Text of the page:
Blog Archives

Posthumous vindication, David V Williams

After the Treaty: The Settler State, Race Relations and Power in Colonial New Zealand
Brad Patterson, Richard S Hill and Kathryn Patterson (eds)
Steele Roberts, $40.00,
ISBN 9780947493158


There was a time in New Zealand when university historians took umbrage if an historian employed in a government department ventured into territory that some academics felt was, or should be, their sole preserve. The panning by academics in 1968 of The Shadow of the Land, written by Ian Wards of the war history branch in the Department of Internal Affairs, was a striking example. Reflections on this study of British policy and racial conflict in New Zealand from 1832 to 1852 are central to this commemorative volume of essays exploring themes related to Wards’s interests in political, social, legal and military affairs in colonial New Zealand. An impressive gallery of historians, drawn from all sectors of the history profession, have contributed to the volume some fascinating chapters on a range of topics.

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Posted in History, Non-fiction, Review

Scots collective and singular, Kirstine Moffat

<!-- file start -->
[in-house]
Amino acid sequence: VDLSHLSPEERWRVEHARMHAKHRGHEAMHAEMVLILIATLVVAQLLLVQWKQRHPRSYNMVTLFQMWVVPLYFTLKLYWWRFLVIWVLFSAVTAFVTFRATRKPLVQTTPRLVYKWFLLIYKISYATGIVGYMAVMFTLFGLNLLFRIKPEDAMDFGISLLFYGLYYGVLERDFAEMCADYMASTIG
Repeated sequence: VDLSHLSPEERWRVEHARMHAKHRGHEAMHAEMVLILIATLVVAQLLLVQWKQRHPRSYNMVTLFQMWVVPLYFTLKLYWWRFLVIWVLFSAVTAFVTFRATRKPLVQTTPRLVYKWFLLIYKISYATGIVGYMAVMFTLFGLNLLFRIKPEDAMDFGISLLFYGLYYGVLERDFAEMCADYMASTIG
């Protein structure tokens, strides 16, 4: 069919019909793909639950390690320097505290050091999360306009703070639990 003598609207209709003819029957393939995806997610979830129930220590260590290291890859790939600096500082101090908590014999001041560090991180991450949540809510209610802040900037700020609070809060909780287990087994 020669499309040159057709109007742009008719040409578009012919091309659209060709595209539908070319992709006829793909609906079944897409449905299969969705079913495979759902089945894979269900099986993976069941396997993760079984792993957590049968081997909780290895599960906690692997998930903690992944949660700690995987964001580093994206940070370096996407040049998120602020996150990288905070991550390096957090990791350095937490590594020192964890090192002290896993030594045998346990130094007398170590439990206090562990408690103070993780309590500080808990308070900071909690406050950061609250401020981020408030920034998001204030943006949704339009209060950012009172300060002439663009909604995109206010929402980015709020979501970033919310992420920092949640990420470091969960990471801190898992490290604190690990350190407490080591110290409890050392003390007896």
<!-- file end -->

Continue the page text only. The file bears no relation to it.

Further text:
Unpacking the Kists: The Scots in New Zealand
Brad Patterson, Tom Brooking and Jim McAloon
Otago University Press, $70.00,
ISBN 9780773541900

I have always enjoyed the inventiveness of collective nouns, favourites being an exaltation of larks and a worship of writers. If these are extended to national groupings, what springs to mind in relation to the Scots? In spite of my Scottish birth, I have to confess that my initial musings were decidedly stereotypical: a frugality of Scots; a dourness of Scots; a tartan of Scots; a presbytery of Scots. I am not alone. In the 1486 Book of St Albans, there is a reference to “a disworship of Scots”, while Google offers “a filth of Scots”. It is precisely these limited kinds of national stereotypes that Brad Patterson, Tom Brooking and Jim McAloon seek to challenge and complicate in their thoughtful, authoritative Unpacking the Kists: The Scots in New Zealand. Throughout, the authors argue that the history of Scots in New Zealand is one of complexity and diversity.

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Posted in History, Non-fiction, Review, Sociology

Finding a place in the sun, Anna Rogers

Unfolding History, Evolving Identity: The Chinese in New Zealand ed Manying Ip Auckland University Press, $44.99, ISBN 1869402898 Keeping a Low Profile: An Oral History of German Immigration to New Zealand Brigitte Bönisch-Brednich Victoria University Press, $39.95, ISBN 0864734395 The

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Posted in History, Non-fiction, Review, Sociology

Sporting chances, Russell Marshall

Sport, Society and Culture ed Brad Patterson Stout Research Centre, Victoria University of Wellington, $24.95, ISBN 0 473 06403 0   It is extraordinary, to say the least, that sport and academe in New Zealand have squared off against each

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Posted in Essays, Non-fiction, Review, Sociology, Sport
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